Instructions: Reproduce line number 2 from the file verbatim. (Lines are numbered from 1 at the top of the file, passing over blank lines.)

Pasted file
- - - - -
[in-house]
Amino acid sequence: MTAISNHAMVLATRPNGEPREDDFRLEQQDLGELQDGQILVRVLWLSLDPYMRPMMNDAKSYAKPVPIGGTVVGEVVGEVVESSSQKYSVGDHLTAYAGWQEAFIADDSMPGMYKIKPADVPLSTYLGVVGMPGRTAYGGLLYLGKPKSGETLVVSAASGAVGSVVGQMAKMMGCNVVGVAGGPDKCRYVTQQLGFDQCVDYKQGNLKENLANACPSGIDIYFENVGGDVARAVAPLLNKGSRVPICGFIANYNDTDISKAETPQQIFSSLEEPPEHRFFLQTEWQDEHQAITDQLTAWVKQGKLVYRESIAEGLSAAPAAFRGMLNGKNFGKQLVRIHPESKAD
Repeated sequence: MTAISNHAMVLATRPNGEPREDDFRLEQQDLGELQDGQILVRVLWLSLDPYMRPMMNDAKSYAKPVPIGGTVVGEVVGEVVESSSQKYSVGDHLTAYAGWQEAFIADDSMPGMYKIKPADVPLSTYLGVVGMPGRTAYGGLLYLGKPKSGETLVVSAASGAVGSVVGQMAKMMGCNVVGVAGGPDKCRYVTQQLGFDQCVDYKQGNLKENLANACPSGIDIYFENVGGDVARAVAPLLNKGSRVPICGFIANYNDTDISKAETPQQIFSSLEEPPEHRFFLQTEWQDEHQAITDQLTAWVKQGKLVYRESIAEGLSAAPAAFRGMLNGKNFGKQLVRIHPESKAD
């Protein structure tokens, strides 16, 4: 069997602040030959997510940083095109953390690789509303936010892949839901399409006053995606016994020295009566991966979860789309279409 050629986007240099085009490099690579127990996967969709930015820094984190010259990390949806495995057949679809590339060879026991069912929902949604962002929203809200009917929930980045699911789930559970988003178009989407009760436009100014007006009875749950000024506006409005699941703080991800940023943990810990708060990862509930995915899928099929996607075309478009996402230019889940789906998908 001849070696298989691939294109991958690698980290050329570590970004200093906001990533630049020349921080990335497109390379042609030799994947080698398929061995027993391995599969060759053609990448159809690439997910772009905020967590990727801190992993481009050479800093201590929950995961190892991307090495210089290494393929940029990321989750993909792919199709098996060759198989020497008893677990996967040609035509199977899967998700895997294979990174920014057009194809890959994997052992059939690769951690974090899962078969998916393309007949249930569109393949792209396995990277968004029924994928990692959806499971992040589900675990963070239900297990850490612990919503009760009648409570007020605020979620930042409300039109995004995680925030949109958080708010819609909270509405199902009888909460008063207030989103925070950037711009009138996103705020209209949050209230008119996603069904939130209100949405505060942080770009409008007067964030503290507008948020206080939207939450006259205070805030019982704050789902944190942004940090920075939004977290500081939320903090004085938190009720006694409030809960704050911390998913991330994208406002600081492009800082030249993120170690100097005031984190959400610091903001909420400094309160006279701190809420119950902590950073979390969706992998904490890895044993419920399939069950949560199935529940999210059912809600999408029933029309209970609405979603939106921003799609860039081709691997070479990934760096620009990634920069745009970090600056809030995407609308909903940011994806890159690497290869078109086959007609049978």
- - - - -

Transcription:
Amino acid sequence: MTAISNHAMVLATRPNGEPREDDFRLEQQDLGELQDGQILVRVLWLSLDPYMRPMMNDAKSYAKPVPIGGTVVGEVVGEVVESSSQKYSVGDHLTAYAGWQEAFIADDSMPGMYKIKPADVPLSTYLGVVGMPGRTAYGGLLYLGKPKSGETLVVSAASGAVGSVVGQMAKMMGCNVVGVAGGPDKCRYVTQQLGFDQCVDYKQGNLKENLANACPSGIDIYFENVGGDVARAVAPLLNKGSRVPICGFIANYNDTDISKAETPQQIFSSLEEPPEHRFFLQTEWQDEHQAITDQLTAWVKQGKLVYRESIAEGLSAAPAAFRGMLNGKNFGKQLVRIHPESKAD